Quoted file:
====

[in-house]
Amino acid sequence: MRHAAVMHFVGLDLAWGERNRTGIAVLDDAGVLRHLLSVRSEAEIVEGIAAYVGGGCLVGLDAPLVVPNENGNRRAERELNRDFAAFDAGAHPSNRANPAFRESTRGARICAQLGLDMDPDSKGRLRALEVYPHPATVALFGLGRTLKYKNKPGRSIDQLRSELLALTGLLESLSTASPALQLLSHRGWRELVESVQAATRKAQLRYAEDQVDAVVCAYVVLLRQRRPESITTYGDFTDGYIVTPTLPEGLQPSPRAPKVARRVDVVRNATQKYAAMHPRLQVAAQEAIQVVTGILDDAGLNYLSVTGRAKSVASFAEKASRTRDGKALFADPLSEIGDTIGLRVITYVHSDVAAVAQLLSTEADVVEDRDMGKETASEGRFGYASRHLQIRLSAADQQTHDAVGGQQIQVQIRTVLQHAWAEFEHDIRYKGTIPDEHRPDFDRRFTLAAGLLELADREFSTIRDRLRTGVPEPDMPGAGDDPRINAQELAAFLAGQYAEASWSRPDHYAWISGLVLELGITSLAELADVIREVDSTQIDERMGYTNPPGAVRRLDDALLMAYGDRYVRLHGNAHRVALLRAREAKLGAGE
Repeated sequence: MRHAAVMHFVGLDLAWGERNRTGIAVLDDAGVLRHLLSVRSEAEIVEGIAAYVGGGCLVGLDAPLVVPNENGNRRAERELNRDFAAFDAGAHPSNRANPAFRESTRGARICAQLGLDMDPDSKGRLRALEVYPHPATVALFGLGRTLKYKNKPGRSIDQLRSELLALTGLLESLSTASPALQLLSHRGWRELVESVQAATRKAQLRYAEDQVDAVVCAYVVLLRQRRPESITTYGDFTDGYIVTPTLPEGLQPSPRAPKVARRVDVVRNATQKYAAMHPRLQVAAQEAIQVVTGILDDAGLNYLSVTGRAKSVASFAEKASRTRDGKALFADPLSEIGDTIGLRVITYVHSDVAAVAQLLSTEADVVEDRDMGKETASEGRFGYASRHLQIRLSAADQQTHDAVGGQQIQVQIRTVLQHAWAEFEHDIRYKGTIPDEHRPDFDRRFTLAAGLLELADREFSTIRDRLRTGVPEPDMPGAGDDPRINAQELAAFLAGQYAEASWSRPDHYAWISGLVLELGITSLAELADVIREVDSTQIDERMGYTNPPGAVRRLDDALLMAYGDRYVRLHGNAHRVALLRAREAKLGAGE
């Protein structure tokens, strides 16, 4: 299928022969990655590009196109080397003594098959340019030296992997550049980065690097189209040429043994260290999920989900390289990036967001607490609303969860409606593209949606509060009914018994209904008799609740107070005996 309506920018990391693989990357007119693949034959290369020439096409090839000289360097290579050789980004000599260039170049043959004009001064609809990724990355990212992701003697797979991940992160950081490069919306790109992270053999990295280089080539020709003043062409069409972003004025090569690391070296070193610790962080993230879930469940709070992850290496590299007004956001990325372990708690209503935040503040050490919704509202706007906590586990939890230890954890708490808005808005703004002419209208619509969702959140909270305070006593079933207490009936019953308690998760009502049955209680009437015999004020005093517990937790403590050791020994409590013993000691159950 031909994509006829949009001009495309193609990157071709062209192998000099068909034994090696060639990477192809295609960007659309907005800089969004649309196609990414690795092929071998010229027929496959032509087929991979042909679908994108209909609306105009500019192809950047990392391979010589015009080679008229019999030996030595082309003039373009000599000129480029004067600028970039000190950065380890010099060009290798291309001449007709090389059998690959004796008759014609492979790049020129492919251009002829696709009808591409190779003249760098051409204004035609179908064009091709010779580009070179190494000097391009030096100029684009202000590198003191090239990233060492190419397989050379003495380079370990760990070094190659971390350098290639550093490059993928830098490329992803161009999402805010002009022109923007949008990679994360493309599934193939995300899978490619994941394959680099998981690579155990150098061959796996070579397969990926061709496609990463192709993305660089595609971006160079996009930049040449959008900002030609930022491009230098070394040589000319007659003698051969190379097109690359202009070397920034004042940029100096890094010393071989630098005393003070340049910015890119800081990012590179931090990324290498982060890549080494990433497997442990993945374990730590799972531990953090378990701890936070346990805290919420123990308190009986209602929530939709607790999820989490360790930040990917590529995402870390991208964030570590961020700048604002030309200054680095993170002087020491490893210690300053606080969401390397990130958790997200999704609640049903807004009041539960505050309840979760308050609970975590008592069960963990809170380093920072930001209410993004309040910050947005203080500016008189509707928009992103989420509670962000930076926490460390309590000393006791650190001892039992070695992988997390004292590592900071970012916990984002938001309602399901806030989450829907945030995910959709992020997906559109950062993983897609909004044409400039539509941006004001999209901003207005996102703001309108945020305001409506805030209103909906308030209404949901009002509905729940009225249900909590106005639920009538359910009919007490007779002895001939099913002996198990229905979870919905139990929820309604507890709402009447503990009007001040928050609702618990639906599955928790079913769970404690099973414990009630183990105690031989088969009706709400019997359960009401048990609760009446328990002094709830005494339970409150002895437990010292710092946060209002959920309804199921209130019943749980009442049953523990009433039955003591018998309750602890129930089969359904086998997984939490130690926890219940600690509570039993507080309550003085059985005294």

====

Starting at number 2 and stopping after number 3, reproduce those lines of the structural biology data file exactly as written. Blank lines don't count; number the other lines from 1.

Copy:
Amino acid sequence: MRHAAVMHFVGLDLAWGERNRTGIAVLDDAGVLRHLLSVRSEAEIVEGIAAYVGGGCLVGLDAPLVVPNENGNRRAERELNRDFAAFDAGAHPSNRANPAFRESTRGARICAQLGLDMDPDSKGRLRALEVYPHPATVALFGLGRTLKYKNKPGRSIDQLRSELLALTGLLESLSTASPALQLLSHRGWRELVESVQAATRKAQLRYAEDQVDAVVCAYVVLLRQRRPESITTYGDFTDGYIVTPTLPEGLQPSPRAPKVARRVDVVRNATQKYAAMHPRLQVAAQEAIQVVTGILDDAGLNYLSVTGRAKSVASFAEKASRTRDGKALFADPLSEIGDTIGLRVITYVHSDVAAVAQLLSTEADVVEDRDMGKETASEGRFGYASRHLQIRLSAADQQTHDAVGGQQIQVQIRTVLQHAWAEFEHDIRYKGTIPDEHRPDFDRRFTLAAGLLELADREFSTIRDRLRTGVPEPDMPGAGDDPRINAQELAAFLAGQYAEASWSRPDHYAWISGLVLELGITSLAELADVIREVDSTQIDERMGYTNPPGAVRRLDDALLMAYGDRYVRLHGNAHRVALLRAREAKLGAGE
Repeated sequence: MRHAAVMHFVGLDLAWGERNRTGIAVLDDAGVLRHLLSVRSEAEIVEGIAAYVGGGCLVGLDAPLVVPNENGNRRAERELNRDFAAFDAGAHPSNRANPAFRESTRGARICAQLGLDMDPDSKGRLRALEVYPHPATVALFGLGRTLKYKNKPGRSIDQLRSELLALTGLLESLSTASPALQLLSHRGWRELVESVQAATRKAQLRYAEDQVDAVVCAYVVLLRQRRPESITTYGDFTDGYIVTPTLPEGLQPSPRAPKVARRVDVVRNATQKYAAMHPRLQVAAQEAIQVVTGILDDAGLNYLSVTGRAKSVASFAEKASRTRDGKALFADPLSEIGDTIGLRVITYVHSDVAAVAQLLSTEADVVEDRDMGKETASEGRFGYASRHLQIRLSAADQQTHDAVGGQQIQVQIRTVLQHAWAEFEHDIRYKGTIPDEHRPDFDRRFTLAAGLLELADREFSTIRDRLRTGVPEPDMPGAGDDPRINAQELAAFLAGQYAEASWSRPDHYAWISGLVLELGITSLAELADVIREVDSTQIDERMGYTNPPGAVRRLDDALLMAYGDRYVRLHGNAHRVALLRAREAKLGAGE